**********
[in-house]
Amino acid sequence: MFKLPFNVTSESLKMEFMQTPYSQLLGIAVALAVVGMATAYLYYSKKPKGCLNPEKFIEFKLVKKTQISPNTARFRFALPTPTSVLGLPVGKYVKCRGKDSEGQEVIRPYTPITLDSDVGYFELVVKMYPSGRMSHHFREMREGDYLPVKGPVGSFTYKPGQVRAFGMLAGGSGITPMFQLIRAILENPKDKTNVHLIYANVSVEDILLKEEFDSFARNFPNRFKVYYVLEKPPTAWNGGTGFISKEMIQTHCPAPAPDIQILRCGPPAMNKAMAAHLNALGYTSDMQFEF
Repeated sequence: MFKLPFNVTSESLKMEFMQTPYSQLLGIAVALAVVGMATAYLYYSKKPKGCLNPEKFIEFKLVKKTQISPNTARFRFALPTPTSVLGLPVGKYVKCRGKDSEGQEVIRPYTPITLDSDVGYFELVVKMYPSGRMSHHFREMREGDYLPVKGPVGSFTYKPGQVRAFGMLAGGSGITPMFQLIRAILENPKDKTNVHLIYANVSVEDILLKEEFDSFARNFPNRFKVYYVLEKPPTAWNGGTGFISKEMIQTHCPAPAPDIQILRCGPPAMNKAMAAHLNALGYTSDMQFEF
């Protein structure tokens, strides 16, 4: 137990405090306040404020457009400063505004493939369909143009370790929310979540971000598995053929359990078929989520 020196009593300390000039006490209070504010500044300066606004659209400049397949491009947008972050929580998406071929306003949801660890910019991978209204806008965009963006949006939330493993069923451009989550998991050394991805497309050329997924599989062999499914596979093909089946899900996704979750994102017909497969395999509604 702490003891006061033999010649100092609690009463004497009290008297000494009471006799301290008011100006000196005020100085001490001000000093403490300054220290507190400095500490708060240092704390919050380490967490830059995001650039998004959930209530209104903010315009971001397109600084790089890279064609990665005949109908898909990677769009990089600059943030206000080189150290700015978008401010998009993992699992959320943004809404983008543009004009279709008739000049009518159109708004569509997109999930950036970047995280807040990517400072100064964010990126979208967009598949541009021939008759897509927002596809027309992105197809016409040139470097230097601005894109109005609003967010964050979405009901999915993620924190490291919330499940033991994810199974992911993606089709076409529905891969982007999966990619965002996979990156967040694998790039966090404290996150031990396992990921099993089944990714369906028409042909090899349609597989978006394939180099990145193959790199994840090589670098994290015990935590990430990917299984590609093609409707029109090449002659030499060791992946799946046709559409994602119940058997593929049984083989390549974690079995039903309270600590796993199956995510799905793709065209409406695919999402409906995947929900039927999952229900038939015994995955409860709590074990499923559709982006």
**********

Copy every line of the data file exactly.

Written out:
[in-house]
Amino acid sequence: MFKLPFNVTSESLKMEFMQTPYSQLLGIAVALAVVGMATAYLYYSKKPKGCLNPEKFIEFKLVKKTQISPNTARFRFALPTPTSVLGLPVGKYVKCRGKDSEGQEVIRPYTPITLDSDVGYFELVVKMYPSGRMSHHFREMREGDYLPVKGPVGSFTYKPGQVRAFGMLAGGSGITPMFQLIRAILENPKDKTNVHLIYANVSVEDILLKEEFDSFARNFPNRFKVYYVLEKPPTAWNGGTGFISKEMIQTHCPAPAPDIQILRCGPPAMNKAMAAHLNALGYTSDMQFEF
Repeated sequence: MFKLPFNVTSESLKMEFMQTPYSQLLGIAVALAVVGMATAYLYYSKKPKGCLNPEKFIEFKLVKKTQISPNTARFRFALPTPTSVLGLPVGKYVKCRGKDSEGQEVIRPYTPITLDSDVGYFELVVKMYPSGRMSHHFREMREGDYLPVKGPVGSFTYKPGQVRAFGMLAGGSGITPMFQLIRAILENPKDKTNVHLIYANVSVEDILLKEEFDSFARNFPNRFKVYYVLEKPPTAWNGGTGFISKEMIQTHCPAPAPDIQILRCGPPAMNKAMAAHLNALGYTSDMQFEF
């Protein structure tokens, strides 16, 4: 137990405090306040404020457009400063505004493939369909143009370790929310979540971000598995053929359990078929989520 020196009593300390000039006490209070504010500044300066606004659209400049397949491009947008972050929580998406071929306003949801660890910019991978209204806008965009963006949006939330493993069923451009989550998991050394991805497309050329997924599989062999499914596979093909089946899900996704979750994102017909497969395999509604 702490003891006061033999010649100092609690009463004497009290008297000494009471006799301290008011100006000196005020100085001490001000000093403490300054220290507190400095500490708060240092704390919050380490967490830059995001650039998004959930209530209104903010315009971001397109600084790089890279064609990665005949109908898909990677769009990089600059943030206000080189150290700015978008401010998009993992699992959320943004809404983008543009004009279709008739000049009518159109708004569509997109999930950036970047995280807040990517400072100064964010990126979208967009598949541009021939008759897509927002596809027309992105197809016409040139470097230097601005894109109005609003967010964050979405009901999915993620924190490291919330499940033991994810199974992911993606089709076409529905891969982007999966990619965002996979990156967040694998790039966090404290996150031990396992990921099993089944990714369906028409042909090899349609597989978006394939180099990145193959790199994840090589670098994290015990935590990430990917299984590609093609409707029109090449002659030499060791992946799946046709559409994602119940058997593929049984083989390549974690079995039903309270600590796993199956995510799905793709065209409406695919999402409906995947929900039927999952229900038939015994995955409860709590074990499923559709982006």